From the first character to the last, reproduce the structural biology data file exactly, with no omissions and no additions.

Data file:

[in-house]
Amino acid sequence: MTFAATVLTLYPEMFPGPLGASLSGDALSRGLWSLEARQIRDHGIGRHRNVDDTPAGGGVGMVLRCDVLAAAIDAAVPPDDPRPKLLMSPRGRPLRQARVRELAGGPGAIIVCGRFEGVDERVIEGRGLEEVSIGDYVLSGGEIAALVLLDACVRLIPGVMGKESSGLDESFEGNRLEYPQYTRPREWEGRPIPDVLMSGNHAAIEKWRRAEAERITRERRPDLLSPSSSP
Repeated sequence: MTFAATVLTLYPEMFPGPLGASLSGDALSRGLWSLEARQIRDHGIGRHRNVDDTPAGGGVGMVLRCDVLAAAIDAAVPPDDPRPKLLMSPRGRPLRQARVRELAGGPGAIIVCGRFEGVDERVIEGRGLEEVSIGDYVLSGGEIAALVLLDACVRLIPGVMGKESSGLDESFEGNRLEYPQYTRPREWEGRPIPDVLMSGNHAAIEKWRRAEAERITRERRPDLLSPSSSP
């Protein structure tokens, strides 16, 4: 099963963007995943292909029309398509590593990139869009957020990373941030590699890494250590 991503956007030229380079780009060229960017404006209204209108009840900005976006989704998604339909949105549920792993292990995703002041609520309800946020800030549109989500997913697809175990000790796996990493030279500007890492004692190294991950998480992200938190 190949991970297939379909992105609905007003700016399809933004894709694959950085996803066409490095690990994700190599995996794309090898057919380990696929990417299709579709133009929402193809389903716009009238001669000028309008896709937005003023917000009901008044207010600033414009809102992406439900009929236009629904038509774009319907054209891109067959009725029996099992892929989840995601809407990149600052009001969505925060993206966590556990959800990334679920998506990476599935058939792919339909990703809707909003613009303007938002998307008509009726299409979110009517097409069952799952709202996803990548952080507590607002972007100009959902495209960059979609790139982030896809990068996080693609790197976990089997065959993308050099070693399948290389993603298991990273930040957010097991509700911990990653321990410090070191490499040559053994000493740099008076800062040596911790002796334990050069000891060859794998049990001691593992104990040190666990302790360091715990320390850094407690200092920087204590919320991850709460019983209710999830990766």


[in-house]
Amino acid sequence: MTFAATVLTLYPEMFPGPLGASLSGDALSRGLWSLEARQIRDHGIGRHRNVDDTPAGGGVGMVLRCDVLAAAIDAAVPPDDPRPKLLMSPRGRPLRQARVRELAGGPGAIIVCGRFEGVDERVIEGRGLEEVSIGDYVLSGGEIAALVLLDACVRLIPGVMGKESSGLDESFEGNRLEYPQYTRPREWEGRPIPDVLMSGNHAAIEKWRRAEAERITRERRPDLLSPSSSP
Repeated sequence: MTFAATVLTLYPEMFPGPLGASLSGDALSRGLWSLEARQIRDHGIGRHRNVDDTPAGGGVGMVLRCDVLAAAIDAAVPPDDPRPKLLMSPRGRPLRQARVRELAGGPGAIIVCGRFEGVDERVIEGRGLEEVSIGDYVLSGGEIAALVLLDACVRLIPGVMGKESSGLDESFEGNRLEYPQYTRPREWEGRPIPDVLMSGNHAAIEKWRRAEAERITRERRPDLLSPSSSP
């Protein structure tokens, strides 16, 4: 099963963007995943292909029309398509590593990139869009957020990373941030590699890494250590 991503956007030229380079780009060229960017404006209204209108009840900005976006989704998604339909949105549920792993292990995703002041609520309800946020800030549109989500997913697809175990000790796996990493030279500007890492004692190294991950998480992200938190 190949991970297939379909992105609905007003700016399809933004894709694959950085996803066409490095690990994700190599995996794309090898057919380990696929990417299709579709133009929402193809389903716009009238001669000028309008896709937005003023917000009901008044207010600033414009809102992406439900009929236009629904038509774009319907054209891109067959009725029996099992892929989840995601809407990149600052009001969505925060993206966590556990959800990334679920998506990476599935058939792919339909990703809707909003613009303007938002998307008509009726299409979110009517097409069952799952709202996803990548952080507590607002972007100009959902495209960059979609790139982030896809990068996080693609790197976990089997065959993308050099070693399948290389993603298991990273930040957010097991509700911990990653321990410090070191490499040559053994000493740099008076800062040596911790002796334990050069000891060859794998049990001691593992104990040190666990302790360091715990320390850094407690200092920087204590919320991850709460019983209710999830990766």